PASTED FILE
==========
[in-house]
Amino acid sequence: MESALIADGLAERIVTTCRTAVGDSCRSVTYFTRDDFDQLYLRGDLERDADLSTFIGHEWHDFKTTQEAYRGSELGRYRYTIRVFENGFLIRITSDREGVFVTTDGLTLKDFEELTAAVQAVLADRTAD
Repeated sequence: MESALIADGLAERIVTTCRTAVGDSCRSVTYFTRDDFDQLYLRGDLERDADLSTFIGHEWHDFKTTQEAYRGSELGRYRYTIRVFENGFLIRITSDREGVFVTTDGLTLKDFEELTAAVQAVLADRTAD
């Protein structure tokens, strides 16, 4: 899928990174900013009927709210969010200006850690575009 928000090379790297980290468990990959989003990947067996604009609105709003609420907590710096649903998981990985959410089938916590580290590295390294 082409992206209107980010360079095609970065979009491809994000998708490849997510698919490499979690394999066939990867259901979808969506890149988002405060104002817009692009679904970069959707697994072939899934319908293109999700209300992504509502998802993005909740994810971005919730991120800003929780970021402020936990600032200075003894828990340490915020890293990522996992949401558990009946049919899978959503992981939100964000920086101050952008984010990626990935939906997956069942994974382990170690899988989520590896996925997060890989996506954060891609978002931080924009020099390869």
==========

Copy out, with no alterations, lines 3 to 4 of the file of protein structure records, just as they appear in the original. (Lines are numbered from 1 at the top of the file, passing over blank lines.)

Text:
Repeated sequence: MESALIADGLAERIVTTCRTAVGDSCRSVTYFTRDDFDQLYLRGDLERDADLSTFIGHEWHDFKTTQEAYRGSELGRYRYTIRVFENGFLIRITSDREGVFVTTDGLTLKDFEELTAAVQAVLADRTAD
């Protein structure tokens, strides 16, 4: 899928990174900013009927709210969010200006850690575009 928000090379790297980290468990990959989003990947067996604009609105709003609420907590710096649903998981990985959410089938916590580290590295390294 082409992206209107980010360079095609970065979009491809994000998708490849997510698919490499979690394999066939990867259901979808969506890149988002405060104002817009692009679904970069959707697994072939899934319908293109999700209300992504509502998802993005909740994810971005919730991120800003929780970021402020936990600032200075003894828990340490915020890293990522996992949401558990009946049919899978959503992981939100964000920086101050952008984010990626990935939906997956069942994974382990170690899988989520590896996925997060890989996506954060891609978002931080924009020099390869």